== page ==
Most people in the market for chandeliers have a specific location in mind for their special lighting. Dining rooms, music rooms, and two-story entryways are all standard locations for chandeliers. But a chandelier can bring opulence to most any room as long as it is sized right for its location.
or their tiffany
inspired cousins are the most decorative and probably the first chandelier style that comes to mind. They radiate warm lighting and flick tiny prismatic jewels of light throughout the room. These granddaddies of hanging lamps are beautiful, but they will probably overwhelm most décors. If you have a grand marble foyer, by all means, hang a splendid chandelier. If you live in an apartment, condominium, or small house, still hang an eye-catching chandelier; just downsize it!
Hanging lights and chandeliers offer the benefit of bringing light down into a room. This is easier on the eyes and creates more warmth than utilizing overhead lighting. Recessed lighting is best used to spotlight an item or a workspace, not for overall lighting. In addition, recessed lighting can make a high ceiling gap above the room. Hanging lights can still highlight your high ceilings and they will not leave the room’s inhabitants feeling that they are being spotlighted in an otherwise dark chasm.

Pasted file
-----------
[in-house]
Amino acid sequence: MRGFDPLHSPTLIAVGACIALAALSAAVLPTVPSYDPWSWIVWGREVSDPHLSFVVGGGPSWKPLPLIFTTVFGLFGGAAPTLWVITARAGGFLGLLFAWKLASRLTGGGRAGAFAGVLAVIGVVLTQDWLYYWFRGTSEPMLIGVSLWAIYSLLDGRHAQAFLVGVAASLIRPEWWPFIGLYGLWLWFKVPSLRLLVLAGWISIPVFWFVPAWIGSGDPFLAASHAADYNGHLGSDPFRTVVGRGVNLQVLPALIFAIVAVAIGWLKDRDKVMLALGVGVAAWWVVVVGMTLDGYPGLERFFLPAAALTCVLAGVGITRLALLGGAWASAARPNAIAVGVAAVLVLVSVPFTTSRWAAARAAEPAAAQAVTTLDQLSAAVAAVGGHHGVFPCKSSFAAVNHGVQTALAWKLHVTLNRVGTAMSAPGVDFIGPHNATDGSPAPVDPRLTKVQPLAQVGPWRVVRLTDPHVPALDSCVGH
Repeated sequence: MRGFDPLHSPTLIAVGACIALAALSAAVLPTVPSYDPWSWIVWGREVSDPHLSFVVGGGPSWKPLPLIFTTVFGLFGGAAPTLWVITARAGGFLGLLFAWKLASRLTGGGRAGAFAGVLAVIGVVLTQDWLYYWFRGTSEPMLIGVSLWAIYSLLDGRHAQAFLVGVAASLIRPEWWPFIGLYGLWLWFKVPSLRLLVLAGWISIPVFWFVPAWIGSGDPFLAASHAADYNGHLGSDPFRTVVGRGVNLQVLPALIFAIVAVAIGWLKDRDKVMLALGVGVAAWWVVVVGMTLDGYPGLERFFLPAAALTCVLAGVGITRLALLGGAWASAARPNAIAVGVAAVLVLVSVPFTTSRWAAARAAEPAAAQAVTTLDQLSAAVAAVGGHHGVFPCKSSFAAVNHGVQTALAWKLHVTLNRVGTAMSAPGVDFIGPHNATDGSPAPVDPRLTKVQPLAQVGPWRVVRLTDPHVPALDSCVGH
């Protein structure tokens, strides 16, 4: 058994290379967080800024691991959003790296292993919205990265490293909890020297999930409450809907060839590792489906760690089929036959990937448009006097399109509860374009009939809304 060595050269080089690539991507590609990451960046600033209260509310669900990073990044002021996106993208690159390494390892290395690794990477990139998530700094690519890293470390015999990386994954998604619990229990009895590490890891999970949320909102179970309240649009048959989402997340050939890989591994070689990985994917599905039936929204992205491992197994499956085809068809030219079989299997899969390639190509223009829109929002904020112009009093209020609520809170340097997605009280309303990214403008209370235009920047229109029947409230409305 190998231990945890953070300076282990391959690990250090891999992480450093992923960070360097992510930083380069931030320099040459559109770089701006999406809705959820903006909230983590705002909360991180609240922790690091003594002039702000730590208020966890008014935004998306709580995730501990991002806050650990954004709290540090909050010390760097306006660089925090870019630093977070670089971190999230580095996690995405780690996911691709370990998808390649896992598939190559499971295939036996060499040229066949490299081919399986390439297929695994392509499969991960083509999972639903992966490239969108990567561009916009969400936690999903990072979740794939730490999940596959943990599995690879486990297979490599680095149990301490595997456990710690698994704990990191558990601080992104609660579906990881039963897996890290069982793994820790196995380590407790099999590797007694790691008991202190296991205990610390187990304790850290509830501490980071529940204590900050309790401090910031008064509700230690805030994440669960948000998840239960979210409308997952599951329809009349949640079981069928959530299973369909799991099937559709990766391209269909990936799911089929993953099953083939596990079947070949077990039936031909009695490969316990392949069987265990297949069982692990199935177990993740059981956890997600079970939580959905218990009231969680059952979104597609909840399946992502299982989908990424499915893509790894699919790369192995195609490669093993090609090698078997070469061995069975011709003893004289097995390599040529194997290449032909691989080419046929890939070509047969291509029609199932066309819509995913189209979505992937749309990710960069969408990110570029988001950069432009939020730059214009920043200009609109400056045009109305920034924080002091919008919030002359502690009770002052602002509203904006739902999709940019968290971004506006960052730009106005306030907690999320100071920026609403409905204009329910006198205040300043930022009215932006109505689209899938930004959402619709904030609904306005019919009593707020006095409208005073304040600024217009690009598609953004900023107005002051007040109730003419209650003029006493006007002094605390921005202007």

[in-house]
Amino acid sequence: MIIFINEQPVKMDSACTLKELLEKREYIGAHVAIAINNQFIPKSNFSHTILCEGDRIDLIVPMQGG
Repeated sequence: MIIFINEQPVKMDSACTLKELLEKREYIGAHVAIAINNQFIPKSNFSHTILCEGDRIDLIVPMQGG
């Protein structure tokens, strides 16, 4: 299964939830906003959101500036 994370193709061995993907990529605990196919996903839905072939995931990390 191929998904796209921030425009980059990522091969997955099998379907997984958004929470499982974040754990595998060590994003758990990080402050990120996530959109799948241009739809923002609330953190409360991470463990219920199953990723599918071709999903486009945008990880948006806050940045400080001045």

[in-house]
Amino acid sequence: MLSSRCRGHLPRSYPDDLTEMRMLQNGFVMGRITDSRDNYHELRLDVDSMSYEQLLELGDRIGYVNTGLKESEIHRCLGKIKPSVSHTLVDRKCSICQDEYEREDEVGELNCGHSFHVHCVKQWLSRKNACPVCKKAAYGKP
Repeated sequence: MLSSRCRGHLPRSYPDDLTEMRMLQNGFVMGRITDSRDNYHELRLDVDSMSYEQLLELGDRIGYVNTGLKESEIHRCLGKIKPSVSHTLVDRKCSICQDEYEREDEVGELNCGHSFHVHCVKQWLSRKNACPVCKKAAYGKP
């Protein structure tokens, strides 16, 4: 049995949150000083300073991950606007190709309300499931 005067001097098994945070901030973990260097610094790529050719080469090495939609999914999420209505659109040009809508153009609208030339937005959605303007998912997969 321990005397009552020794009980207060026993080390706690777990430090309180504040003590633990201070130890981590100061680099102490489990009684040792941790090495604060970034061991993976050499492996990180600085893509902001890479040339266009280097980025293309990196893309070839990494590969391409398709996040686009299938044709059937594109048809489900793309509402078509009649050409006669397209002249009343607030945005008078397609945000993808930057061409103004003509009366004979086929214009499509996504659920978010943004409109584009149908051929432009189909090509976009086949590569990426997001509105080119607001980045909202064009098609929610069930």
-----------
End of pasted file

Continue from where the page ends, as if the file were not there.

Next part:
Whether you are lighting a rich marble entryway or the tiny entrance to your apartment, you can use decorative hanging lamps. The trick is to keep your chandelier size
scaled comparatively to your room and to your other furnishings.
- Two-story condos with loft-style bedrooms can accommodate a tall but narrow chandelier.
- A dining room that is long and has a low ceiling can benefit from a short, oblong chandelier or by a series of smaller hanging lights.
- Even an otherwise modest bathroom can be dressed up by replacing standard vanity lights with small chandeliers on either side of the mirror.
You are also not restricted to a crystal chandelier. Chandeliers are made of many different materials, and come in many different designs including sleek, modern, rustic, freeform, ornate, and formal. Visit a lighting gallery to begin finding the right chandelier for you. Take pictures of your rooms and favorite items in those rooms with you to help find your style. Also, take room dimensions so you can consider what chandelier size
is approriate for you.
In general, a chandelier in a dining room should hang no lower than thirty inches above the top of your dining table and should be no wider that a foot narrower than the widest part of the table. Hanging lights in other rooms should allow for plenty of headroom unless they are over a similar working or eating area.
are lovely lighting options that will add style and ambiance to most any home. With their growing popularity, you should be able to find a chandelier to fit your style and your room.